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Frank Kleinholz



Writing Group

Bruce Carson

photoI met Bruce when we were both on the NWU steering committee. He seemed to me to be the most reasonable, clear-spoken of the members. I am forever beholden to him for starting the manuscript group by passing around that legal pad. Little did I know when I scrawled my name and phone number on the sheet that this would be one of the most fortuitous meetings of my life. Bruce is a freelance art editor. This excerpt is from his gripping historical novel, Bloody Kansas, on the abolitionists struggle to keep Kansas from entering the Union as a slave state. His work-in-progress is a contemporary novel about the devastating effect of the closing of the steel mills on his hometown on the outskirts of Pittsburgh.


"A Face in the Window"

This is the opening. It's the moment when hero and patriarch, minister Ian Mackenzie, discovers his fate in an elusive encounter with a runaway slave. Ian's son Andrew will become major player in the novel, and the necklace will become key to the plot. The painting by Ethel Magafan depicts the sacking of Lawrence, Kansas, where key battles between abolitionists and slave owners raged.


PART I:  Hamptonshire,  Massachusetts

Prologue:  January, 1841

Ian Mackenzie stared at the stranger who emerged from the storm and stood at the window. The features of the man's face blurred as he pressed against the frozen panes. Rags were wound around his head and tied under his chin. In the reflection of the orange light cast by the blazing fire, the stranger's deep-set eyes looked as black as his skin. He put his fingertips to the frosted glass, his palms raw from exposure as snow swirled about him.  His eyes widened, filled with longing.  No doubt he wanted to be safe and snug like Ian, who sat at the kitchen table with his shirt sleeves rolled up while heat poured from the Franklin stove.  That poor wretch was freezing to death and here he was sitting, doing nothing.  He'd bring the stranger inside and tend to him like a good Christian should.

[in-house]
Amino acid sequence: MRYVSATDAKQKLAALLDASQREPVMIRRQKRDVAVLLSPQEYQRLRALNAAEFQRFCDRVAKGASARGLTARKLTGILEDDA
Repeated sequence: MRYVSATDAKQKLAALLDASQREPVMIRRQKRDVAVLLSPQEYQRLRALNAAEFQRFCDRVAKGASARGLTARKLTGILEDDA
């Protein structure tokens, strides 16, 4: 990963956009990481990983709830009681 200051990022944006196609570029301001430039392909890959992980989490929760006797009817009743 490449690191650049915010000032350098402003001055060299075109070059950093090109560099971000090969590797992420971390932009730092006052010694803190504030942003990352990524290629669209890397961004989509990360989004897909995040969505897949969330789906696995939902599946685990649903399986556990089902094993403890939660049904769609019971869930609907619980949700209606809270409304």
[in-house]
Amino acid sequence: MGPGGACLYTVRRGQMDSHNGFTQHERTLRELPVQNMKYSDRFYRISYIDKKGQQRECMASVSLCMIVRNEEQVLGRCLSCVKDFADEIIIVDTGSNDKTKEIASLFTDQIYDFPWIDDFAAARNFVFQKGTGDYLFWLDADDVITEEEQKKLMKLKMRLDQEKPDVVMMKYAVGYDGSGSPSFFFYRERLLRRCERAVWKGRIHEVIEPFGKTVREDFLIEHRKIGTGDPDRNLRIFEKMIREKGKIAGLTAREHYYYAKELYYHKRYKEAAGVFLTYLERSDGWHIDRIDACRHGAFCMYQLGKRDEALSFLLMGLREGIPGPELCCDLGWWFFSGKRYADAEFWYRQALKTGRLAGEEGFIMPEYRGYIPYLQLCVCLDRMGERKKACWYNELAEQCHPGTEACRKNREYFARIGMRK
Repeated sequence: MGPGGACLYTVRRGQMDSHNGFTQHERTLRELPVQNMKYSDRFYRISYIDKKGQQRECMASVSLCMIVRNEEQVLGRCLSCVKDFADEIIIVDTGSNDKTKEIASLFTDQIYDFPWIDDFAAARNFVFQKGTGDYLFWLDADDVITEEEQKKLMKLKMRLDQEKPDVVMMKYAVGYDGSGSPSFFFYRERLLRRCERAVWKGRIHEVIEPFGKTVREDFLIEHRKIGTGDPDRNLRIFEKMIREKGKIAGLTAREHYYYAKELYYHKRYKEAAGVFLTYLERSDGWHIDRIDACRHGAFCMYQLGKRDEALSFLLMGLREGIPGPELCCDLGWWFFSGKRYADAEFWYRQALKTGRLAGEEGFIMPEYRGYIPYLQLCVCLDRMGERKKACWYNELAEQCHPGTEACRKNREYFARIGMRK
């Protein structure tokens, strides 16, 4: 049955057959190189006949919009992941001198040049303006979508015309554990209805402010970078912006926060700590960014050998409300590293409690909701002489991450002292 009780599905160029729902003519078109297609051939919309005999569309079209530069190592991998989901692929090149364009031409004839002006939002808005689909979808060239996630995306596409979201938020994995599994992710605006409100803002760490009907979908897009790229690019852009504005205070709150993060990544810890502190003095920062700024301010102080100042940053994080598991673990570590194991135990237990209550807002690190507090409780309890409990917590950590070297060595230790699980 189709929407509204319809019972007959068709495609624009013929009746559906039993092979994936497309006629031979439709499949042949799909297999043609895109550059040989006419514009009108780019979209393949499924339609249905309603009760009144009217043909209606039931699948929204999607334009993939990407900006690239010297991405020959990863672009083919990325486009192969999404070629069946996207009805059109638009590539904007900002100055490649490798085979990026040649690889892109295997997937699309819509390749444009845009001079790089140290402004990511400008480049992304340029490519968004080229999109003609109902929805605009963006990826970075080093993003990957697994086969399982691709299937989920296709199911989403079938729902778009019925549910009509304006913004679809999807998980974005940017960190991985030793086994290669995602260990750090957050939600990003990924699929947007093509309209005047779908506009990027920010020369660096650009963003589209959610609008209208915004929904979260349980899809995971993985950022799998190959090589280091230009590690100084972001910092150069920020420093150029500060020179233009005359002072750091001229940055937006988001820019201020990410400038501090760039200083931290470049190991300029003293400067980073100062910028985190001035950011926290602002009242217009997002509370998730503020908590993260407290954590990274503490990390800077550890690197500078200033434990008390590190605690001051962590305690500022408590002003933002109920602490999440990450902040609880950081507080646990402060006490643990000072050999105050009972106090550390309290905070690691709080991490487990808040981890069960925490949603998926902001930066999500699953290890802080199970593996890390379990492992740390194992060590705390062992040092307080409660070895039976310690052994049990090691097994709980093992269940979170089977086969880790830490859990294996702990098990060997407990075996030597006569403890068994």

Ian rose. The man jerked his hands away and leaped back.

"Stay where you are!"  Ian hurried to the window and looked into the darkness outside as the slender man staggered toward the gate, flailing his arms, fighting the Nor'easter that hurled snow against the outer walls of the parsonage. Shifting winds slammed him against the fence, and then into a spinning whirlpool of whiteness.